Luke felt another sneeze coming on. He leaned over the sink and put a finger against his left nostril and blew out of his right nostril. Some smaller grey things stuck to the side of the sink. He put a finger against his right nostril and blew out of his left nostril. There were more grey things. Some of them were wiggling around, and they all looked like worms. Jeez. Luke's mind reeled at the thought of parasites living inside his body. Oh my God, tiny creatures moving around, eating, living right inside him. Ugh. How was this possible?

Luke turned on the tap and swished water around the sink. He made sure all the worms went down the drain. Now what was he going to do? Should he tell his parents? Should he see a doctor? Luke stared at his reflection in the mirror. What to do? What to do?

He noticed that the white of his right eye wasn't white. It looked grey. He leaned closer to the mirror and pulled his upper and lower lids apart. Instead of a solid grey, the white part of his eye seemed to be made up of a series of ribbed lines with the parts in between made up of a greyish colour. It looked familiar.

A couple of years ago, his dad had taken him fishing and bought worms. When Luke had glanced in the tin can, he saw a bunch of earthworms jumbled together, their bodies intertwined one on top of the other. The grey ribbed lines in the white of his eye looked that. It looked like that pile of earthworms.

As Luke held his lids apart to see as much of the white as possible, several of the grey ribbed lines slithered around. Luke jumped back in surprise. "Whoa!" He stood looking at himself in the mirror then moved closer and looked at his right eye. He blinked several times. The white of his eye was once again completely white. He looked at his left eye. It showed white. He leaned in and pulled the lids back on his right eye and examined the eyeball. It looked normal. He rubbed it. Something felt odd. He pulled his eyelids apart and looked closer. In the corner of one eye, beside his nose, Luke could see a grey filament sticking out from behind his eye. The end of it turned in a circular motion. Luke almost jumped, but he remained calm. Holding his one hand in place, he shifted his fingers so he could grab a hold of the end of the filament with his index finger and thumb. He pulled. He could feel the filament sliding out from the corner of his eye, but as he pulled on it, it got thicker. The other end popped out. Luke held up the string and stared at it. It wiggled a few times. There was no doubt about it; it was some sort of worm.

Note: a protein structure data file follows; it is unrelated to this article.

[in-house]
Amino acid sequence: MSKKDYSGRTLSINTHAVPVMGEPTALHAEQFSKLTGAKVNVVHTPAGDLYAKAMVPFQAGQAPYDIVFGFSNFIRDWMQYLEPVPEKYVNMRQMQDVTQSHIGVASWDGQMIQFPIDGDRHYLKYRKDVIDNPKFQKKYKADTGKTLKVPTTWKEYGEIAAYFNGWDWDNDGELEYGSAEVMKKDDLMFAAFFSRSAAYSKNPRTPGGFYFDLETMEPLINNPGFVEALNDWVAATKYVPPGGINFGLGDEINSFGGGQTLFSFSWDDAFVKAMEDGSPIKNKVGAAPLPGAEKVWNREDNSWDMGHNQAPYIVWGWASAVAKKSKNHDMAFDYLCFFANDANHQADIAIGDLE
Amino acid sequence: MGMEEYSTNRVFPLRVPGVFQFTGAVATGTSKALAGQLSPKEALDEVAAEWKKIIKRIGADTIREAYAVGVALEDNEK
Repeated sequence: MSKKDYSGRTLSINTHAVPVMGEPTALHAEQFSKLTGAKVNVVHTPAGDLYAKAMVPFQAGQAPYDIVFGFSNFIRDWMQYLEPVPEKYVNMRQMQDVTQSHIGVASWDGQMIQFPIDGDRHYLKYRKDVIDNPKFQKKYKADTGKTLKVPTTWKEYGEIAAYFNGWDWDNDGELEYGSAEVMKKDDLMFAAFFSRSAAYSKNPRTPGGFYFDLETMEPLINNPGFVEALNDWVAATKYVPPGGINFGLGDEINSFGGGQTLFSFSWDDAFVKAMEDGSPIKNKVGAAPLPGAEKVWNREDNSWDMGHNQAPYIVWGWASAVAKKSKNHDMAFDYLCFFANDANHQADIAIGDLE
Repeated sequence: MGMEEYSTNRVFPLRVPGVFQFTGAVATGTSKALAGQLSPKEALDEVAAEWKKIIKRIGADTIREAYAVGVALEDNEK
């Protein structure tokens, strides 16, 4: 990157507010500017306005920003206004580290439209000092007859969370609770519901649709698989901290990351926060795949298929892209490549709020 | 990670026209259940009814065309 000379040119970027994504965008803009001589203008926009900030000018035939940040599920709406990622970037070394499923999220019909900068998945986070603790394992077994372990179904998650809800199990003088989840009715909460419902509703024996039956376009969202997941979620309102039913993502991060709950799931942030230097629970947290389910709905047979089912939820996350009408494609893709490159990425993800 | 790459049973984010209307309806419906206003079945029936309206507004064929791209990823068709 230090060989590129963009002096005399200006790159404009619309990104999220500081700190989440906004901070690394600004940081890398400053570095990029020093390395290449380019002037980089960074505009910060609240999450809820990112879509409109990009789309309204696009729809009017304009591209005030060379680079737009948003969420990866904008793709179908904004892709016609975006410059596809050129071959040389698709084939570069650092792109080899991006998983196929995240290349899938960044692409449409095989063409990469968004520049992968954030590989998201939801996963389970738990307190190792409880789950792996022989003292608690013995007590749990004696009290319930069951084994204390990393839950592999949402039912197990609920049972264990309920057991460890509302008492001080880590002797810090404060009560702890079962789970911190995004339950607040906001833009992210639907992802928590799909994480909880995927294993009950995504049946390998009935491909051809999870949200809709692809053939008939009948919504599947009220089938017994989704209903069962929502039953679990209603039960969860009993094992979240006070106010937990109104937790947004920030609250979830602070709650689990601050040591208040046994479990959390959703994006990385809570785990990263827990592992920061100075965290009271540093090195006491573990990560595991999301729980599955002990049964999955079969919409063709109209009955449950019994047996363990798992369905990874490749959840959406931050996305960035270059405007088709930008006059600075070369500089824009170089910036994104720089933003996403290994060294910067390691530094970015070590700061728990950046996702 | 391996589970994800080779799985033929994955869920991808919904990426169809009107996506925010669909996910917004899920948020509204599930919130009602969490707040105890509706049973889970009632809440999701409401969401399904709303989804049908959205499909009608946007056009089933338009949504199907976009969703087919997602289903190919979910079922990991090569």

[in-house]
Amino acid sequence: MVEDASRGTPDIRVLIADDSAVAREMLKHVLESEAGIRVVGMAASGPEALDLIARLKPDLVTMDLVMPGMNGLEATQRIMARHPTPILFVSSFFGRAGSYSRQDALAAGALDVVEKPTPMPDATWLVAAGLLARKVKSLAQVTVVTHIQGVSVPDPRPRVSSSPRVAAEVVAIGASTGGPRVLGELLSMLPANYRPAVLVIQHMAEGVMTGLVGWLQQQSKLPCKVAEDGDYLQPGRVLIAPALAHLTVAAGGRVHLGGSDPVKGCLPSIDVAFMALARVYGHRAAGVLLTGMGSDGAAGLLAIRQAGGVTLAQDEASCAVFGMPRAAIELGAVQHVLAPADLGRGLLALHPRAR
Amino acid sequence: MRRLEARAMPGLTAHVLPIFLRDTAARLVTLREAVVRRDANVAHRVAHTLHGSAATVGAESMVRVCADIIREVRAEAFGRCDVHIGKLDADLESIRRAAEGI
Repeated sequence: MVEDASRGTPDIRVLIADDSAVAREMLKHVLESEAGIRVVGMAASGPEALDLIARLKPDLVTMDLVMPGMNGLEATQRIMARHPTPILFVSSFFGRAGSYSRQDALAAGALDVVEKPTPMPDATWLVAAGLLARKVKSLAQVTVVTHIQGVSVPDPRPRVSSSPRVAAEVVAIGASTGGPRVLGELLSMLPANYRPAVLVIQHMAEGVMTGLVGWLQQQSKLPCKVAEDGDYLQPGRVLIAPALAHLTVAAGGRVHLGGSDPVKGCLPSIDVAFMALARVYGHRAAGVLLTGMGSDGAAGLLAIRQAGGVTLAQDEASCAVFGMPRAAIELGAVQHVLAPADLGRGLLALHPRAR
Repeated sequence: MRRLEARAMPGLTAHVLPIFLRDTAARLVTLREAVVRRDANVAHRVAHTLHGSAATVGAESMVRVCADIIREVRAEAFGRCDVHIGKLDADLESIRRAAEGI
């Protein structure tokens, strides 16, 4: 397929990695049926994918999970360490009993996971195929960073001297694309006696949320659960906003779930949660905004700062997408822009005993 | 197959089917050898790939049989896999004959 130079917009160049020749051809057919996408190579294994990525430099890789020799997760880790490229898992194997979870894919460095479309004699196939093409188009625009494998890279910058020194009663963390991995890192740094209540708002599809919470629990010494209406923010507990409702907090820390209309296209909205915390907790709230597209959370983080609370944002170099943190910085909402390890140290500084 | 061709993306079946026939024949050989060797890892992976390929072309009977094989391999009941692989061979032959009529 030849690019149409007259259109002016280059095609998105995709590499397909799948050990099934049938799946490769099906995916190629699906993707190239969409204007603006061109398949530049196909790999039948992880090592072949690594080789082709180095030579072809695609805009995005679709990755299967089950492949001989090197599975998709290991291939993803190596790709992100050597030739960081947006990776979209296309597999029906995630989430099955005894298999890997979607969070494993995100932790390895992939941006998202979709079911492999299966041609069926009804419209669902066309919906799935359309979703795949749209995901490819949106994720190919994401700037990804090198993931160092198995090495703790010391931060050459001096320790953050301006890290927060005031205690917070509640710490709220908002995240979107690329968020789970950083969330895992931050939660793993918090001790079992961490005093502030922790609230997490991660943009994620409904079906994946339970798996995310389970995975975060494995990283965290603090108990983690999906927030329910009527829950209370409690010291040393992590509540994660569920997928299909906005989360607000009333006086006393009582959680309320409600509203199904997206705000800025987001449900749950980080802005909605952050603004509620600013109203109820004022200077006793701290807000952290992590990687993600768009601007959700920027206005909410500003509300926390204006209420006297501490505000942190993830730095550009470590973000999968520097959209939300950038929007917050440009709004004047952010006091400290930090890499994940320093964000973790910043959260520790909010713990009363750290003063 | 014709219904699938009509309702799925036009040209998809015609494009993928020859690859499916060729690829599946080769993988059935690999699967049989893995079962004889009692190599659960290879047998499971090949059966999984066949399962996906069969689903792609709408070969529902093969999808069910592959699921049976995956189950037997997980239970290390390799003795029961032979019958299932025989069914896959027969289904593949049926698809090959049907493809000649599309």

Somebody knocked at the door and startled Luke. He dropped the length of grey into the sink.

"Luke?" His mother's voice sounded muffled through the door. "Are you all right?"

Luke walked to the door and opened it. "Mom, I want you to look at something."

"What?" Muriel followed him into the bathroom.

Luke pointed to the sink. "What is that?"

Muriel walked to the sink and looked down. "What's what?"

"That," said Luke.

Muriel looked at her son, and then looked back in the sink. Luke leaned over and looked himself. The grey worm had disappeared. "But..." Luke stuttered as he madly looked around. The worm was nowhere in sight.

"What did you see, Luke?"

"I..." Where should he start? This was all pretty weird. "I sneezed and a worm came out of my nose."

"A what?"

"A worm. I sneezed and a small worm came out of my nose. But not just once, several times."

Muriel stared at her son.

"The first time, I thought I was seeing things, but the second and third times... No, I really did see a worm. It wiggled around. It was alive."

Art poked his head in the door. "What's going on?"